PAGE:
Forgive the preposition dangling at the end of the title. I really wanted it to read: “The Top 4 Cars People Would Not Want to be Caught Dead In,” but that might have eliminated the prospect of publication for more than a grammatical impropriety.
The point I wish to get across is the notion of embarrassment as caused by a car. Not only do some people wish not to own embarrassing vehicles, they don’t want to be seen in anybody else’s either. Some seriously flawed characteristic of the following automobiles make them so undesirable as to be seriously shunned, cause uncontrollable chuckle, eye-rolling, finger pointing, or worse.
I must say that the list was generated by a survey of friends, neighbors, relatives, and car-dealer acquaintances in my Southern California neighborhood, a place where every other car on the road is a Porsche. Okay, that’s an exaggeration, but not a big one. Californians love their cars. The pretty, powerful, and beautifully un-embarrassing ones are abundant, because nobody wants to be seen in a car that practically everybody around can’t stand.
I must also say that my neighborhood survey which ranked the top four cars not-to-be-caught-dead-in exactly matched the first three cars reported in CNBC’s survey. This is not a coincidence. Besides standing out like sore thumbs, something must really be wrong with them.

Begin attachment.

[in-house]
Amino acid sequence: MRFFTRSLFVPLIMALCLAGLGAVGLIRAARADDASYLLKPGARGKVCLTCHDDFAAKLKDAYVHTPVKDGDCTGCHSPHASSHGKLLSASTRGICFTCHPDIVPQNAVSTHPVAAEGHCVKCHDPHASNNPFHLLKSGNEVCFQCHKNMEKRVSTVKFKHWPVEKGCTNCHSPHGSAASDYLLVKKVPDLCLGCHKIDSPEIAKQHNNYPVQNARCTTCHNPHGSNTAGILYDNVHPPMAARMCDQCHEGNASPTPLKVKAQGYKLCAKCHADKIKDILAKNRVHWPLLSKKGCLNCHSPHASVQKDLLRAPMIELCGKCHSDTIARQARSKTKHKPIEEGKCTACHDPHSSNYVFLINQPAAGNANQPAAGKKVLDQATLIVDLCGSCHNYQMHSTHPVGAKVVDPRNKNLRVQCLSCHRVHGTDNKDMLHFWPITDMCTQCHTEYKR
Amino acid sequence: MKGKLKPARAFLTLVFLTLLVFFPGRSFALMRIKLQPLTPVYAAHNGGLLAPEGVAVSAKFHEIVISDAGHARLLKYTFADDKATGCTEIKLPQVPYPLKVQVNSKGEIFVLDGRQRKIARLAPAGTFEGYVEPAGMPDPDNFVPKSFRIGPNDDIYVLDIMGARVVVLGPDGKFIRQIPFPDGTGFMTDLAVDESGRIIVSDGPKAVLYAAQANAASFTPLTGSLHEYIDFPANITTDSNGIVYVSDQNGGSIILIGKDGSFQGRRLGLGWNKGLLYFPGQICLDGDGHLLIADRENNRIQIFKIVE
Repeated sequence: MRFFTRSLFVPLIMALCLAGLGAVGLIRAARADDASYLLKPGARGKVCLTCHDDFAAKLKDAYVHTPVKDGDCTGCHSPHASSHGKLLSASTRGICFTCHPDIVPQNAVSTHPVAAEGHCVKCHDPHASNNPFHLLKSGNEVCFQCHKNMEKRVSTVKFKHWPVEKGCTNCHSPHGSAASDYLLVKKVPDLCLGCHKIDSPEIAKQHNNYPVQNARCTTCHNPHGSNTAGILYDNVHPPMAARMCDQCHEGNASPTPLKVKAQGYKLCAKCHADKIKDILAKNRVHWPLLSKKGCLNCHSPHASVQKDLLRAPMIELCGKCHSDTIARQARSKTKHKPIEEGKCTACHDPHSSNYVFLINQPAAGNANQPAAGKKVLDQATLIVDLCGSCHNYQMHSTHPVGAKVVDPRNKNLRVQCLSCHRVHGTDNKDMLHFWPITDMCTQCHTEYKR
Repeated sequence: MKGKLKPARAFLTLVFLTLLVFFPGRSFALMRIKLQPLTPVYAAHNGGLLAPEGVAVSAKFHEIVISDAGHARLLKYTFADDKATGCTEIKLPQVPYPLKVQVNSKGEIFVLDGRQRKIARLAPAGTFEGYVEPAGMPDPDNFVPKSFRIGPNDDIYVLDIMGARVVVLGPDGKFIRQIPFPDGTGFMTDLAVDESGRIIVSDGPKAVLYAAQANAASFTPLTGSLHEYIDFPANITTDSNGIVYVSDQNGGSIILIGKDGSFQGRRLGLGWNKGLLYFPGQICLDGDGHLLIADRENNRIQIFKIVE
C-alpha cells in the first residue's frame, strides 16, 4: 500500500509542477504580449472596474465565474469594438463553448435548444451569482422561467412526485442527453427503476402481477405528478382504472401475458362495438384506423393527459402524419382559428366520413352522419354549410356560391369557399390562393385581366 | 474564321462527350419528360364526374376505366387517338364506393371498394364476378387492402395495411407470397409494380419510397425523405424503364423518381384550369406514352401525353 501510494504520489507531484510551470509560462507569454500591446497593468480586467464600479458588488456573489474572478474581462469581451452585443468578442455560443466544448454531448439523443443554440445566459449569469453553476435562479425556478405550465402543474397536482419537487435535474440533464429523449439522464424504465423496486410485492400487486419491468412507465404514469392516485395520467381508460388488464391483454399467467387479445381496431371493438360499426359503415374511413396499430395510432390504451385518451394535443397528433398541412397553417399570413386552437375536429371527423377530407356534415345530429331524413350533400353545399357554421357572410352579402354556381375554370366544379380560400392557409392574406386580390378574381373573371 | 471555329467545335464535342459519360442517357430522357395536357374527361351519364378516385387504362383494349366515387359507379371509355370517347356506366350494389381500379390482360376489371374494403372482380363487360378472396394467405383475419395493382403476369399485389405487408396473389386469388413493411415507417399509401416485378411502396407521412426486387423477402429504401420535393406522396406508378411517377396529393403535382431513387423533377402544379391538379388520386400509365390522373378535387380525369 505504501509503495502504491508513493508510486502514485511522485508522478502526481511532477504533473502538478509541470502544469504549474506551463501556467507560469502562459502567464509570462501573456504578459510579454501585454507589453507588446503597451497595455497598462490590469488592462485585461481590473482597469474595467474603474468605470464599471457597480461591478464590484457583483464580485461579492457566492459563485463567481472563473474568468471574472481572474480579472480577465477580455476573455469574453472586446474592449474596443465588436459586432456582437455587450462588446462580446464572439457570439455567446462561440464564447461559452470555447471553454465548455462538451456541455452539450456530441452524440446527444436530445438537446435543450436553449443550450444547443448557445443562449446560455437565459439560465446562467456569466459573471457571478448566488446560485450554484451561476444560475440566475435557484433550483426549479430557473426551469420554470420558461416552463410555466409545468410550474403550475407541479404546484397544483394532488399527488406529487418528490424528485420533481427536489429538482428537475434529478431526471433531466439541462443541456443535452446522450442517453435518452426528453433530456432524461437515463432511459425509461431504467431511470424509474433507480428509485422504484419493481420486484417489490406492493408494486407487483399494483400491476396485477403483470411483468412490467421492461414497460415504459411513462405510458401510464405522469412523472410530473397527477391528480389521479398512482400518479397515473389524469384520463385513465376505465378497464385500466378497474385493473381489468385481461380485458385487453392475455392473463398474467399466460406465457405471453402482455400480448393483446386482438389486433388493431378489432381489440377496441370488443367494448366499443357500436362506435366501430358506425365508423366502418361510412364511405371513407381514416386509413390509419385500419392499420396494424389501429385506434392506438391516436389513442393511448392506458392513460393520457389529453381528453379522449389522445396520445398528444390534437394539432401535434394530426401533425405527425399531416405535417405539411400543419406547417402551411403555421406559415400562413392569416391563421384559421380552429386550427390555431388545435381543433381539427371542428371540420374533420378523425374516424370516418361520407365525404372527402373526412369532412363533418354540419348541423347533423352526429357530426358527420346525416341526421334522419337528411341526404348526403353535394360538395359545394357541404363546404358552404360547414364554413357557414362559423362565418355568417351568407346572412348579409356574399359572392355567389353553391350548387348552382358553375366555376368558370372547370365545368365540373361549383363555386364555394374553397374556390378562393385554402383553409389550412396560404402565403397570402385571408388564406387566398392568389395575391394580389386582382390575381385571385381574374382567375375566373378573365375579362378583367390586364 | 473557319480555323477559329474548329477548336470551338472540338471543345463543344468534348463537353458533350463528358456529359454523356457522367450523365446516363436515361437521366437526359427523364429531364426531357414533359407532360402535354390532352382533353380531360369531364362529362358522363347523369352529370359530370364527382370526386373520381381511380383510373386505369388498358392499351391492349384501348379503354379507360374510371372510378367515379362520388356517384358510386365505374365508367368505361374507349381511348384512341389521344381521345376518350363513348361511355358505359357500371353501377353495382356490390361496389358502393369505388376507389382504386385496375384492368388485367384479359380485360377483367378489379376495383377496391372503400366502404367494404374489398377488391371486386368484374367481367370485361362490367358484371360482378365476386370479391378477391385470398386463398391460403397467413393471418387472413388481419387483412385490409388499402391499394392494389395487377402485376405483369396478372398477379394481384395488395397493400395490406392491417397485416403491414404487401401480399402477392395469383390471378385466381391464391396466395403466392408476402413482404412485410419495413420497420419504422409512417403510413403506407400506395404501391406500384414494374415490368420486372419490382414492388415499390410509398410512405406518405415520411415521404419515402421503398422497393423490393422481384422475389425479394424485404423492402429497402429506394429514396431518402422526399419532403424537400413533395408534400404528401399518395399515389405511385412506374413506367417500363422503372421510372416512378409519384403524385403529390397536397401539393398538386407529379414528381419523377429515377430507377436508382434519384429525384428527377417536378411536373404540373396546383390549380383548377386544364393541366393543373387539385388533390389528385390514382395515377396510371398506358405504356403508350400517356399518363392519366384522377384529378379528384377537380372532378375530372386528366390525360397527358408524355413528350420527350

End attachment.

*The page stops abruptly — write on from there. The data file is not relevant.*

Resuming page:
This is the epitome of the modern day smart car. Smart, a subsidiary of Mercedes Benz, ought to know better than to make a smart car look dumb, imparting in its design such an unfortunate anthropomorphic characteristic. It gets an “F” in my grade book for Funny-looking. In my neighborhood, the “F” stands for the rude diminutive of Flatulence Car. I suppose its genius-level mileage makes up for it. All participants in both the CNBC survey and mine were in 100 percent agreement on the silly look of such a smart vehicle.
This automobile looks like — you’ve got it — a cube. In white, it looks like a Good Humor ice cream truck. In beige, it looks like a big brown bag. In black, its presence strikes fear that aliens will emerge. The name, Cube, must have originated in Nissan’s focus group sessions as “cute,” with a typo imparting a more accurate descriptor. Keeping with the theme, our survey respondents believe all Cube owners are “squares” and down one dimension from a cube.
This automobile is too politically incorrect to warrant a presence on any American road, street, or highway. It’s simply too too: too big to fit down narrow city streets, too wide to slide into micron-sized parking places, too lumbering to do the required zero to 60 in 5 seconds flat onto the freeway, too much of a gasoline guzzler to leave money for food, and a terrible waste of a boulder-balking, four-wheel-drive behemoth on a flat sandy beach, where they aren’t allowed anyway.
The Volt jolts the unwary owner with a peculiar, if not utterly dangerous, hybrid power system. EV batteries can set a Chevy Volt ablaze, along with the garage it’s housed in or cars nearby. Being seen in a Volt suggests its occupants care nothing about their own safety nor their assets at home. Notice how nobody parks close to a Chevy Volt.
There you have it: The four biggest eyesores on the road as determined by unpopular opinion. My friends and neighbors have spoken, and they said they would rather be caught dead in their Porsches than to be seen alive in those four ridiculous vehicles.